Keeping the Freshest Herbs & Spices


with Samuel Garrett
Spice Trainer
March 23, 2015
Tags: mortar and pestle storage

“How do I keep my spices fresh?” is a question that we frequently get in our stores. Keeping the freshest spices is essential to preparing a wonderfully flavorful meal. If your spices aren’t fresh, you won’t be able to taste the symphony of flavors that are hidden in your food when you pair ingredients with freshly ground herbs and spices. With spring right in front of us, there is no better time to go through your spice rack and see what needs replacing. To determine what you should keep and what should be tossed, check out our “tricks of the trade” on keeping your spices fresh!

 

Keep your spices cool.
Storing spices above the hot oven is a no-no.


Prolonged exposure to heat will lead spices to lose their flavor and potency. While quickly toasting spices brings out their flavor, extended exposure to warm temperatures while you aren’t cooking does irreversible damage. If you’re like us, you’ve seen spices stored near the oven or just above the stove. Keeping your spices near these direct heat sources is a HUGE no-no when it comes to keeping your spices fresh. While it can be convenient to have your spices at an arms-reach, we’re sure having better tasting spices will make up for it.

Keep your spices in a dark place.
Spices stay fresher when stored in a cool, dark cabinet.

When herbs or spices are exposed to light, be it sunlight or lights in your kitchen, your seasonings will suffer. Light will cause the color and vibrancy of your spices to fade, turning your spices from gorgeous and eye-appealing to tan and dull. Using spices that have become light damaged can result in discolored dishes which will lead to a less than stellar dining experience.

Keep your spices sealed.
Transfer your fresh ground spices to a sealable glass bottle to help the flavor last longer.

If spices and herbs are exposed to air for long periods of time, especially if the air is moving, their flavor will rapidly disappear. This is due to the essential oils (which give spices their flavor) drying out or dissipating. When it comes to containers it is best to use a glass jar with a secure lid. In most cases, keeping your seasonings in a sealed plastic bag works well. However if you notice that your spices are losing their color or if you start to smell them through the bag, it might be time to switch to a jar. If you believe that your spice container might not have been completely sealed and you’re afraid your spice has gone bad, take a smell and taste. Remember: If it doesn’t have a good smell and color, it won’t have a good flavor.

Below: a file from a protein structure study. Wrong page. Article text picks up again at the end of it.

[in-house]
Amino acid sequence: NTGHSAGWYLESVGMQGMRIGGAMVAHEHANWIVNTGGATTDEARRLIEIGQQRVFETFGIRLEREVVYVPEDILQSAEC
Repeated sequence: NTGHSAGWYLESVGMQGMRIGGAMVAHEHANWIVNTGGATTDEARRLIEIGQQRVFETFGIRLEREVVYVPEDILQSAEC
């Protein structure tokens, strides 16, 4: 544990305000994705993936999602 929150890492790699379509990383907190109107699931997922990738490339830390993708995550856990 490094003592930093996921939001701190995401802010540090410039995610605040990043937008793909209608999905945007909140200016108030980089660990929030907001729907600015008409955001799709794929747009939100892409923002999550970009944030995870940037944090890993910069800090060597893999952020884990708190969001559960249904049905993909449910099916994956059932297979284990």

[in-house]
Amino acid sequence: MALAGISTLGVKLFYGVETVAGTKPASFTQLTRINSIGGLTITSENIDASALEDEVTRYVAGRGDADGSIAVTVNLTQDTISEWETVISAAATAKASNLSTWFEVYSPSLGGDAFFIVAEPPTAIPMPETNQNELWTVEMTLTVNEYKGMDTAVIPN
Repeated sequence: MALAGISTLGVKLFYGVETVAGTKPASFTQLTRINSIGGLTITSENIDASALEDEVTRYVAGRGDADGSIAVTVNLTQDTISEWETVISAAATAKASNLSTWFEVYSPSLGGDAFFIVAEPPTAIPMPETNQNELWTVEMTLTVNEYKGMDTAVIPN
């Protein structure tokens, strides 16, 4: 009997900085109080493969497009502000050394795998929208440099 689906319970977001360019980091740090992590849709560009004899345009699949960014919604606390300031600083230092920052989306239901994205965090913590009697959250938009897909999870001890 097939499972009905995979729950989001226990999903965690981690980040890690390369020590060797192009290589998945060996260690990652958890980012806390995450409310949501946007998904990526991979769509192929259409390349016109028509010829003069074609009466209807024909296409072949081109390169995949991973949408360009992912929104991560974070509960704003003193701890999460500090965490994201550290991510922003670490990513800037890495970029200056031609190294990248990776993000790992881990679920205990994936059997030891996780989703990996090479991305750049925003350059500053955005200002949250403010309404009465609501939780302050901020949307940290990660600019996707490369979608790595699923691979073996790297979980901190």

Buy in small quantities.
We grind our spices on a weekly basis to give you the freshest flavor possible.

When you buy spices in small quantities, you can make sure the ingredients you’re using are as fresh as possible. That’s exactly why we sell our spices in bulk! A good practice to get in the habit of is to determine what spices you will use within a few months. As a general rule, ground spices will keep their best flavor profile for about 6-12 months, depending on the spice. Whole spices last roughly twice as long, so use them within 1 to 2 years. There’s nothing worse than purchasing herbs and spices that you think you’ll use, only to let them go unused and turn stale.

Use whole spices (grind your own), where possible.
A mortar and pestle is one of our favorite tools to hand grind whole spices at home.

On average, whole spices have twice the life of ground spices. Once a spice is ground, the essential oils in the spice (which give it its flavor) start to dissipate. Grinding your own spices is the best way to ensure the best flavor and to extend the life of your spices. The simplest grinding method is to use a mortar and pestle. Mortars and pestles have been used since ancient times to pulverize and crush substances into a paste or powder. Requiring some elbow grease, the ingredients are placed into the bowl (mortar) and are ground using the club-shaped pestle. If you’re looking for a more user-friendly way to grind whole spices, using a small spice grinder is quick and easy. A coffee grinder works well too but we advise you to dedicate different grinders to spices and coffee. Between spices, grind a few grains of rice to clean out remaining spice dust or residue. If grinding your own spices isn’t for you, just remember that we grind our spices in small batches to ensure freshness…it’s the next best thing to grinding them yourself!

If you’re trying to use up some of your spices, take a peek at the Recipes section of our website. We have over 400 different recipes that use our herbs and spices, and we are always adding more!


Comments on this Article


Kelly (guest), on April 01, 2015

Thanks for the advice! It's 'Spice for Thought'

Theresa (guest), on April 01, 2015

Great info! Was just having this conversation with a friend today!

Dale (guest), on April 04, 2015

Been wondering. Home grinding is a great idea.

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